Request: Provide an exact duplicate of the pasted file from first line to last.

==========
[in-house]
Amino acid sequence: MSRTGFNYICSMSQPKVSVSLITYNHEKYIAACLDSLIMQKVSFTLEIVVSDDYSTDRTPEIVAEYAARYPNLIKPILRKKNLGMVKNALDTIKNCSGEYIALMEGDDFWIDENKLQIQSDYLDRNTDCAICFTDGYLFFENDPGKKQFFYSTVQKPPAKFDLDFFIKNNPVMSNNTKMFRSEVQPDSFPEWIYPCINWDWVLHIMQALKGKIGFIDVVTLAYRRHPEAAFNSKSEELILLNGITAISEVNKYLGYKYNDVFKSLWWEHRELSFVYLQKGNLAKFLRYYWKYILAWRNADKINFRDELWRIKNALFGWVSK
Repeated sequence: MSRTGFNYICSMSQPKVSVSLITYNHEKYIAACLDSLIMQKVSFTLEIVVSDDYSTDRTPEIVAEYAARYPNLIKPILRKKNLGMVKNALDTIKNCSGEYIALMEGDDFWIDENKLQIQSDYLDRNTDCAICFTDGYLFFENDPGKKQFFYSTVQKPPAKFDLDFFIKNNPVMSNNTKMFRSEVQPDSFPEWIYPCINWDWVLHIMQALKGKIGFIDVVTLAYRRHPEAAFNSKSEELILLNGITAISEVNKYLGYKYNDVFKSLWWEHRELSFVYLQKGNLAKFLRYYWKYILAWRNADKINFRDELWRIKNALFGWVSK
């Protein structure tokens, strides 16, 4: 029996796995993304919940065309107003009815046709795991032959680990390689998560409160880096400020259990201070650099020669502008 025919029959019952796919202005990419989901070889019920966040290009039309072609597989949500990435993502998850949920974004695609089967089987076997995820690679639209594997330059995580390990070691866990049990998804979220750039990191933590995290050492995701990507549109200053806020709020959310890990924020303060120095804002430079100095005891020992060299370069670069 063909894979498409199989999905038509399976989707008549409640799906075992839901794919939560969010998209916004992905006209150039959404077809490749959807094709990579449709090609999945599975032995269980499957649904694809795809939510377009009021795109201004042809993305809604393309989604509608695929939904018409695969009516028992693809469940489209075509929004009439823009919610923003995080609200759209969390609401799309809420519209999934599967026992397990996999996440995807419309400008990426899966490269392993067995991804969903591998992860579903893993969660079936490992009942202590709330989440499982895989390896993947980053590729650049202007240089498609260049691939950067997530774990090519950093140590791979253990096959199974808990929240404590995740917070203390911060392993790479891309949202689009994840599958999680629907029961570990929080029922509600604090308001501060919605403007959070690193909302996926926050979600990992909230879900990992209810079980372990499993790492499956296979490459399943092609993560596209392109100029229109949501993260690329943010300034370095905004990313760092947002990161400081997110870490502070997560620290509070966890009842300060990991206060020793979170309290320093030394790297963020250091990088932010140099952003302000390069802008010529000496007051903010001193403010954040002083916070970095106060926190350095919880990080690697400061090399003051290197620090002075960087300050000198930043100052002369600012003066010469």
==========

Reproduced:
[in-house]
Amino acid sequence: MSRTGFNYICSMSQPKVSVSLITYNHEKYIAACLDSLIMQKVSFTLEIVVSDDYSTDRTPEIVAEYAARYPNLIKPILRKKNLGMVKNALDTIKNCSGEYIALMEGDDFWIDENKLQIQSDYLDRNTDCAICFTDGYLFFENDPGKKQFFYSTVQKPPAKFDLDFFIKNNPVMSNNTKMFRSEVQPDSFPEWIYPCINWDWVLHIMQALKGKIGFIDVVTLAYRRHPEAAFNSKSEELILLNGITAISEVNKYLGYKYNDVFKSLWWEHRELSFVYLQKGNLAKFLRYYWKYILAWRNADKINFRDELWRIKNALFGWVSK
Repeated sequence: MSRTGFNYICSMSQPKVSVSLITYNHEKYIAACLDSLIMQKVSFTLEIVVSDDYSTDRTPEIVAEYAARYPNLIKPILRKKNLGMVKNALDTIKNCSGEYIALMEGDDFWIDENKLQIQSDYLDRNTDCAICFTDGYLFFENDPGKKQFFYSTVQKPPAKFDLDFFIKNNPVMSNNTKMFRSEVQPDSFPEWIYPCINWDWVLHIMQALKGKIGFIDVVTLAYRRHPEAAFNSKSEELILLNGITAISEVNKYLGYKYNDVFKSLWWEHRELSFVYLQKGNLAKFLRYYWKYILAWRNADKINFRDELWRIKNALFGWVSK
């Protein structure tokens, strides 16, 4: 029996796995993304919940065309107003009815046709795991032959680990390689998560409160880096400020259990201070650099020669502008 025919029959019952796919202005990419989901070889019920966040290009039309072609597989949500990435993502998850949920974004695609089967089987076997995820690679639209594997330059995580390990070691866990049990998804979220750039990191933590995290050492995701990507549109200053806020709020959310890990924020303060120095804002430079100095005891020992060299370069670069 063909894979498409199989999905038509399976989707008549409640799906075992839901794919939560969010998209916004992905006209150039959404077809490749959807094709990579449709090609999945599975032995269980499957649904694809795809939510377009009021795109201004042809993305809604393309989604509608695929939904018409695969009516028992693809469940489209075509929004009439823009919610923003995080609200759209969390609401799309809420519209999934599967026992397990996999996440995807419309400008990426899966490269392993067995991804969903591998992860579903893993969660079936490992009942202590709330989440499982895989390896993947980053590729650049202007240089498609260049691939950067997530774990090519950093140590791979253990096959199974808990929240404590995740917070203390911060392993790479891309949202689009994840599958999680629907029961570990929080029922509600604090308001501060919605403007959070690193909302996926926050979600990992909230879900990992209810079980372990499993790492499956296979490459399943092609993560596209392109100029229109949501993260690329943010300034370095905004990313760092947002990161400081997110870490502070997560620290509070966890009842300060990991206060020793979170309290320093030394790297963020250091990088932010140099952003302000390069802008010529000496007051903010001193403010954040002083916070970095106060926190350095919880990080690697400061090399003051290197620090002075960087300050000198930043100052002369600012003066010469």